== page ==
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Issue No. 96

இதழ் 96
[ ஜூன் 2013 ]

இந்த இதழில்..
In this Issue..

காவிரிக் கரையிலோர் காவியக் கற்றளி - 2
Chola Ramayana 07
தேடலில் தெறித்தவை - 3
Thirumeyyam - 2
வீர சமர்க்களத்து ஆடலும் பாடலும் - 2
Issue No. 96 > Art & Research
Chola Ramayana 07
Gokul Seshadri
Following the death of Tataka and her sons Mareecha and Suvahu, Viswamitra’s sacrifice is completed without further interruptions. The Sage then takes the duo to the nearby city of Mithila, ruled by King Janaka.

On the outskirts of Mithila, Rama cites a dilapidated hermitage. Upon enquiry, he learns that it was once the abode of Sage Gautama and his unfortunate wife Ahalya – who fell for the deceit of Indra and was eventually petrified into a Stone. At the touch of Rama’s feet, Ahalya curse is relieved and she retains her human form.

These events are portrayed at Kumbakonam [Panels 10 & 11] and Pullamangai [Panels 14 & 15].

Kumbakonam Panel No.10 – Viswamitra’s Sacrifice

The sacrificial alter is seen in the middle of the panel. A young priest is sitting to the left of alter and is involved in raising fire and conducting the Yagna. He is being assisted by another person standing right behind him.

Sage Viswamitra, who is also standing to the left of alter is seen in conversation with Rama. His raised right hand showing Vismaya Mudra suggests that he is stressing the importance and significance of the sacrifice in progress.

Rama, standing to the right of alter with Lakshmana, is listening to Sage in full attention. His head is slightly raised so that he is in eye to eye contact with the Sage.

It is noteworthy that in Pullamangai, the attack of Mareecha happens when the sacrifice is in progress [Panel 12] whereas at Kumbakonam the sacrifice seems to have progressed only after the daemons were driven away. Also, the injury and fall of Rama at Pullamangai [Panel 13] is not seen at Kumbakonam.

Pullamangai Panel No.14 – Approach to Gautama’s Hermitage

The theme of this panel is unique and is only available at Pullamangai. The event portrayed here is derived by connecting it with the next Panel [No. 15]. Since these two panels are located on either side of the northern Devakoshta [housing a standing Brahma], we may surmise that the events portrayed are related to each other.

Three figures are seen in the panel. All of them are looking towards the right. The first figure is calm and composed, gesturing Kataka mudra in right hand and holding his left palm on his thighs in Katiyavalambita posture. This could be Lakshmana.

The figure in the middle is talking. His left hand gesturing Ala Padma suggests enquiry and question. It is obvious that he is curiously enquiring about something he is seeing in front of his eyes. His left hand is decoratively holding a bow. This could be Rama.

The third figure standing behind Rama is turned in a slightly different direction. This could be Viswamitra.

Together, this panel might represent the trio witnessing the plight of Gautama’s hermitage and Rama enquiring about the same to Viswamitra.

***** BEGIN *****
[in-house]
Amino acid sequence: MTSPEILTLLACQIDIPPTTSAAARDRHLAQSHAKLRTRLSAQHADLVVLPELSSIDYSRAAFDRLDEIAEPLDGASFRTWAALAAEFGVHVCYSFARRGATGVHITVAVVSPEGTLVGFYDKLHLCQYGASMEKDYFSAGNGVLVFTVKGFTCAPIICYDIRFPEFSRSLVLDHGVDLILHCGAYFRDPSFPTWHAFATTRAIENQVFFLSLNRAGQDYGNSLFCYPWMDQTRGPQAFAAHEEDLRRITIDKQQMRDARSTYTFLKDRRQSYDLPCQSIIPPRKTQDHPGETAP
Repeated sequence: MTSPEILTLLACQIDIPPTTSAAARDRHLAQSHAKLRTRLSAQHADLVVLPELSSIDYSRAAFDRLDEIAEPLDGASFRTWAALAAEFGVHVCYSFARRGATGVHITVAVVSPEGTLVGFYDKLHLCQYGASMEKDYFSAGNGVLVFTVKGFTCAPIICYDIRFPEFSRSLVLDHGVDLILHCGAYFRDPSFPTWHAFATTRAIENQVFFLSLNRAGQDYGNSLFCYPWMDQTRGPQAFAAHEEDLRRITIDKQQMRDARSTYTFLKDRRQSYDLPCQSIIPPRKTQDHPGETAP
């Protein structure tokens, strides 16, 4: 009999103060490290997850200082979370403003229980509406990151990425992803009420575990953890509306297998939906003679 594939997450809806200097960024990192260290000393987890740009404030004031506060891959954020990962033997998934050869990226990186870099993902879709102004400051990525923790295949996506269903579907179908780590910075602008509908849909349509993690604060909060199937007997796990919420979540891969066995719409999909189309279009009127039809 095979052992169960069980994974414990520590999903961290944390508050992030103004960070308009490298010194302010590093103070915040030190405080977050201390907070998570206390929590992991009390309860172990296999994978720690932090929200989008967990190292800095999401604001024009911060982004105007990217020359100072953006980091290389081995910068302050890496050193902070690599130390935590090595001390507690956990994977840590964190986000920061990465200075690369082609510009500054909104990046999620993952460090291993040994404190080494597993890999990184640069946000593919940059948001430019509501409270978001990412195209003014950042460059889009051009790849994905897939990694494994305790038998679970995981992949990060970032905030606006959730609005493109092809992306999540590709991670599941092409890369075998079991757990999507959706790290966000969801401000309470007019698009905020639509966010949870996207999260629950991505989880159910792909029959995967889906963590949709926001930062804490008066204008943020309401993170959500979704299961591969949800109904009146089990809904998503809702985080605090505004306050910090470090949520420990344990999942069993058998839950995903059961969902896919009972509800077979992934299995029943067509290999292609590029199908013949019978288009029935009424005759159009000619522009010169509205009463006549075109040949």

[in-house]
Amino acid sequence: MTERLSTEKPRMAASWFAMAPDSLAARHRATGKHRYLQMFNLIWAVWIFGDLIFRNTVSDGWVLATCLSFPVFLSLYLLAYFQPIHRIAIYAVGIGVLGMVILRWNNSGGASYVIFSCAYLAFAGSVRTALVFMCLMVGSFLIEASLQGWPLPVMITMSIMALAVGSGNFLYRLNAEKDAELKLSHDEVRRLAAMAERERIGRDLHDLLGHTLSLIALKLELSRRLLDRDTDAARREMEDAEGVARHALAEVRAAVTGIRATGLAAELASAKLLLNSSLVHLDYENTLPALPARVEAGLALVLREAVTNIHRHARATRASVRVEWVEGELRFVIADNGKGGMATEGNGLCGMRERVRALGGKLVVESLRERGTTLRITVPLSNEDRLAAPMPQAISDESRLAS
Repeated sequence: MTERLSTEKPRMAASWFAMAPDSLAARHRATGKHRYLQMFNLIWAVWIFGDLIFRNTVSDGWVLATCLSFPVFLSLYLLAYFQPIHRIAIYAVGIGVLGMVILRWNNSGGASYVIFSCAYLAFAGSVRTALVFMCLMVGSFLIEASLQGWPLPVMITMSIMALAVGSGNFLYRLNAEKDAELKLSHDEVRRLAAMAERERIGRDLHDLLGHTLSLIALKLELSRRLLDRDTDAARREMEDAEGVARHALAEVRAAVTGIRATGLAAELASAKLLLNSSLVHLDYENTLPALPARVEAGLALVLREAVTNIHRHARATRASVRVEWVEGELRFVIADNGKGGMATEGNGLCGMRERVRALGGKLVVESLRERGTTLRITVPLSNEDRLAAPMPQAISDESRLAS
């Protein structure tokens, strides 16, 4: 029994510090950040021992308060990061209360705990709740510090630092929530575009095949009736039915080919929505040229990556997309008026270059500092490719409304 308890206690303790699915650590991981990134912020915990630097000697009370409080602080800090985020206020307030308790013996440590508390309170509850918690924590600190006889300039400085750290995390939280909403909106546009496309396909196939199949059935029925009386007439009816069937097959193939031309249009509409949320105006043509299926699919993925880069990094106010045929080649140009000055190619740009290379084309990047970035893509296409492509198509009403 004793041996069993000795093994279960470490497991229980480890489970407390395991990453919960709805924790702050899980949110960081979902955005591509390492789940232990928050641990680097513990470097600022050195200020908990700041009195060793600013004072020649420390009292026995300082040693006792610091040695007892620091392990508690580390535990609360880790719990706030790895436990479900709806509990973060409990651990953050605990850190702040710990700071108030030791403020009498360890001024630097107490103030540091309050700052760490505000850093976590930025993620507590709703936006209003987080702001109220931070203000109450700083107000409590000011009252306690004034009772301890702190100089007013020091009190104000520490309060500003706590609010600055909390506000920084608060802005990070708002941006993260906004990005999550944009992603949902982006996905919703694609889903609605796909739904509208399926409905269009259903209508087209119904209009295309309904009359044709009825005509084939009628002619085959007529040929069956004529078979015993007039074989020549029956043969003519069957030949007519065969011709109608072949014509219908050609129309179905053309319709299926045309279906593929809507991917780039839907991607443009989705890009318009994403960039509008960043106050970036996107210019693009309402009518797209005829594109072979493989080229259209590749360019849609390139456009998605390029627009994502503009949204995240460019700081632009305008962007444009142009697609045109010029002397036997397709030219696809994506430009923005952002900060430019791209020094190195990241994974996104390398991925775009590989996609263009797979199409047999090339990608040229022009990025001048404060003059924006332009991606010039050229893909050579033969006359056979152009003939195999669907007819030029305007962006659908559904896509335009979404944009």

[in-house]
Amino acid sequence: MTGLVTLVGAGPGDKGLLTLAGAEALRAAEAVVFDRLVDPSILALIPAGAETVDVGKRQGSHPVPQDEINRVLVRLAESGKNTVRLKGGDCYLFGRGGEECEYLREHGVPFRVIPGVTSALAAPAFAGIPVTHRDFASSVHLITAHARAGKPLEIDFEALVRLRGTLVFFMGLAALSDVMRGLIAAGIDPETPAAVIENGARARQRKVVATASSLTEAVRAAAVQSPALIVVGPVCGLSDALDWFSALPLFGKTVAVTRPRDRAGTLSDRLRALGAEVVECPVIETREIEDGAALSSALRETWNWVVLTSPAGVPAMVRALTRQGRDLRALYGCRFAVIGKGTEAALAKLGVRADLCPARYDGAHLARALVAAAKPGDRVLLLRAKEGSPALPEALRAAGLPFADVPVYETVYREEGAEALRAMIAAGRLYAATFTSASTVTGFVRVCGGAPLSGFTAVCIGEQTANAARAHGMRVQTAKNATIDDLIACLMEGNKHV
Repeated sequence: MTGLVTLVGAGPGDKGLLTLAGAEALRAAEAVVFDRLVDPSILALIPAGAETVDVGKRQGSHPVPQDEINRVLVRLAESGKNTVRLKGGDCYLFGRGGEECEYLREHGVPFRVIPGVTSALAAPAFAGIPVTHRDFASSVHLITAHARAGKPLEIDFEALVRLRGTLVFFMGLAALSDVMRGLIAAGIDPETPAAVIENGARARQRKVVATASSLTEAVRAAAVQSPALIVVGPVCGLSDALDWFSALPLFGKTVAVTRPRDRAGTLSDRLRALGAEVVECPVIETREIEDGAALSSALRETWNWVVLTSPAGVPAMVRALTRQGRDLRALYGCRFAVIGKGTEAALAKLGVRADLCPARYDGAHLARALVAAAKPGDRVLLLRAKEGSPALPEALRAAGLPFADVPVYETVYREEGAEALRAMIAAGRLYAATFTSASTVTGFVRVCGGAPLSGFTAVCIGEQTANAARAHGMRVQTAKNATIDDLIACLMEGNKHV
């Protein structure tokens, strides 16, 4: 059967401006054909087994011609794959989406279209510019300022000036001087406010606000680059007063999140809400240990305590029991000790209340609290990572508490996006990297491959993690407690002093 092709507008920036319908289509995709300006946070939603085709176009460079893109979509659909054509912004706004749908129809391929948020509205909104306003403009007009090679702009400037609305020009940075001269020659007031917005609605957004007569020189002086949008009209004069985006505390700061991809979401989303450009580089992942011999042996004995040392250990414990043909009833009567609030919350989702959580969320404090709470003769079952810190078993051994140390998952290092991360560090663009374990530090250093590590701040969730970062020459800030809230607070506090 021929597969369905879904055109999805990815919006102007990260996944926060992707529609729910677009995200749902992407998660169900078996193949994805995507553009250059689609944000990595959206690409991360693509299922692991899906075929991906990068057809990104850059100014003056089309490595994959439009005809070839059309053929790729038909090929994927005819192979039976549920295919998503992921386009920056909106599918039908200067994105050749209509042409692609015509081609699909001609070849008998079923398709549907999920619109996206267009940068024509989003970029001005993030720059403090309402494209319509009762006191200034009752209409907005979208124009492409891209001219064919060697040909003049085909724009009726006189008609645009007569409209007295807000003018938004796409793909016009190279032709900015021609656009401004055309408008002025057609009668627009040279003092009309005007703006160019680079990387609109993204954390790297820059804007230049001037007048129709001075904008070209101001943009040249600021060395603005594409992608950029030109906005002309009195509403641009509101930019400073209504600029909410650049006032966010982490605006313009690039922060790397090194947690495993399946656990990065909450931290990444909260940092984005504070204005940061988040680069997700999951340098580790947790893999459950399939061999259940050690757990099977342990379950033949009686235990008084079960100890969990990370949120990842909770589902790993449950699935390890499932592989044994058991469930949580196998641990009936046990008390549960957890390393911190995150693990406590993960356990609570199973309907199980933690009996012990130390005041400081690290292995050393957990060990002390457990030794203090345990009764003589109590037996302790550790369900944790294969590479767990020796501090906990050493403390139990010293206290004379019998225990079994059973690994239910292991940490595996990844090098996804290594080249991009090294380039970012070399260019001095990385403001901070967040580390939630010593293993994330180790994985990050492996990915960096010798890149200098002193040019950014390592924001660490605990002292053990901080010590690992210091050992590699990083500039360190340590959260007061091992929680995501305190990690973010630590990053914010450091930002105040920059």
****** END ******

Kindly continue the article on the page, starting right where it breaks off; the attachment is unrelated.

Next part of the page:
Pullamangai Panel No.15 – Ahalya Relieved

The panel shows Rama placing his right foot on the stone. His dwibhanga posture is very peculiar. It suggests humility and kindness on the part of Rama in relieving the curse of a respected Rishi Patni. Lakshmana’s bent head compensates that of Rama.

Ahalya, who is seen to the left of the spectator, is still in the process of being relieved – part of her body is still a stone block. She is rising with clasped hands showing Anjali Mudra, full of gratitude and compassion.

It is noteworthy that Ahalya being cursed and petrified into a stone is peculiar to southern recensions of Ramayana. In the north Indian versions, Ahalya is cursed to be invisible without food or hunger for a thousand years! Kambar follows the southern tradition.

Kumbakonam Panel No.11 – Ahalya Relieved

While the Pullamangai panel shows Ahalya in the process of being relieved, Kumbakonam captures the moment after the curse is fully lifted. The bottom portion of the panel is covered with concrete – so it is difficult to confirm if Ahalya was cursed into a stone or otherwise.

Rama is standing in the middle of the panel and looking at the relieved Ahalya. His right hand is holding the bow and the left hand is held in thighs in Katiyavalambita. His posture exhibits confidence and composure – but the consideration for Ahalya [Karuna] so well expressed at Pullamangai is missing.

The figure standing behind Rama is worn out; this could be Sage Viswamitra.

Ahalya is seen at the extreme right of the panel. She is standing with clasped hands in Anjali hasta. Her posture is rigid; the natural happiness and gratitude seen at Pullamangai is missing.

The male figure is standing in between Rama and Ahalya and attentively listening to Sage Viswamitra is Lakshmana.this is txt file
இப்படைப்பு குறித்த தங்கள் கருத்துக்கள் வரவேற்கப்படுகின்றன. கீழுள்ள படிவத்தில் தமிழிலோ ஆங்கிலத்திலோ பின்னூட்டமிடலாம். தமிழில் பின்னூட்டமிட ஏதேனும் ஒரு தமிழ்ச் செயலி பின்னணி செயல்பாட்டில் இருக்க வேண்டும்.
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